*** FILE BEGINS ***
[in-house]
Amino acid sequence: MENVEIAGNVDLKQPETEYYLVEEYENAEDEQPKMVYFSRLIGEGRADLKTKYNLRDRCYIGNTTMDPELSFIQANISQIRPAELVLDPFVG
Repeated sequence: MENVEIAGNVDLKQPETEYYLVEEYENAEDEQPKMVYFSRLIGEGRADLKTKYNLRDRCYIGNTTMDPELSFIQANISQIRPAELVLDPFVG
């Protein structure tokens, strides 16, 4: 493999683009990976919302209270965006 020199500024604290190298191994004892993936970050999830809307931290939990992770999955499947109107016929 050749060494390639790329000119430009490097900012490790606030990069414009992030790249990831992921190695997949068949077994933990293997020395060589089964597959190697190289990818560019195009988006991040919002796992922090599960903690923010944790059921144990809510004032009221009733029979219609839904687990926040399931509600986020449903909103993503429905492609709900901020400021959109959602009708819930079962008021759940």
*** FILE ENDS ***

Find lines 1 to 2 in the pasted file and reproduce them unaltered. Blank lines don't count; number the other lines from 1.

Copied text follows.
[in-house]
Amino acid sequence: MENVEIAGNVDLKQPETEYYLVEEYENAEDEQPKMVYFSRLIGEGRADLKTKYNLRDRCYIGNTTMDPELSFIQANISQIRPAELVLDPFVG